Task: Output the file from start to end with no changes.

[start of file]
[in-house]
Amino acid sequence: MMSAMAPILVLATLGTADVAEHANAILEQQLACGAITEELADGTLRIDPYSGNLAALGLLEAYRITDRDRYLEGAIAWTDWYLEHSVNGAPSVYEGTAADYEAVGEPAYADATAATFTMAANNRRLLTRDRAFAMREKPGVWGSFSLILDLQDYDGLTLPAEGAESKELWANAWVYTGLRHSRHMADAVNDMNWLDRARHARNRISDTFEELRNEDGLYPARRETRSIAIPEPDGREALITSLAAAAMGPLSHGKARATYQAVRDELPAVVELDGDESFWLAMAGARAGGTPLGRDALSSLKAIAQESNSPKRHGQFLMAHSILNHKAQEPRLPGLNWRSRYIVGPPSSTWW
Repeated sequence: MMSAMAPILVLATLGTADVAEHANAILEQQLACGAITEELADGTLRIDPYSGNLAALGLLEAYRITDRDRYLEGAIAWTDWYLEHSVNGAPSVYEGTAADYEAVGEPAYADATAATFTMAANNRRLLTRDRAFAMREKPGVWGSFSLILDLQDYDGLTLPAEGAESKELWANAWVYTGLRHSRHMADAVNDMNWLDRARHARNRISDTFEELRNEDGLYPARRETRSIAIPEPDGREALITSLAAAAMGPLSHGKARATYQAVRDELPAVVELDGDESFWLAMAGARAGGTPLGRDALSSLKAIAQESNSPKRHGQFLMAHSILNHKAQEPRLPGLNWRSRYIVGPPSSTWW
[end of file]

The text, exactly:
[in-house]
Amino acid sequence: MMSAMAPILVLATLGTADVAEHANAILEQQLACGAITEELADGTLRIDPYSGNLAALGLLEAYRITDRDRYLEGAIAWTDWYLEHSVNGAPSVYEGTAADYEAVGEPAYADATAATFTMAANNRRLLTRDRAFAMREKPGVWGSFSLILDLQDYDGLTLPAEGAESKELWANAWVYTGLRHSRHMADAVNDMNWLDRARHARNRISDTFEELRNEDGLYPARRETRSIAIPEPDGREALITSLAAAAMGPLSHGKARATYQAVRDELPAVVELDGDESFWLAMAGARAGGTPLGRDALSSLKAIAQESNSPKRHGQFLMAHSILNHKAQEPRLPGLNWRSRYIVGPPSSTWW
Repeated sequence: MMSAMAPILVLATLGTADVAEHANAILEQQLACGAITEELADGTLRIDPYSGNLAALGLLEAYRITDRDRYLEGAIAWTDWYLEHSVNGAPSVYEGTAADYEAVGEPAYADATAATFTMAANNRRLLTRDRAFAMREKPGVWGSFSLILDLQDYDGLTLPAEGAESKELWANAWVYTGLRHSRHMADAVNDMNWLDRARHARNRISDTFEELRNEDGLYPARRETRSIAIPEPDGREALITSLAAAAMGPLSHGKARATYQAVRDELPAVVELDGDESFWLAMAGARAGGTPLGRDALSSLKAIAQESNSPKRHGQFLMAHSILNHKAQEPRLPGLNWRSRYIVGPPSSTWW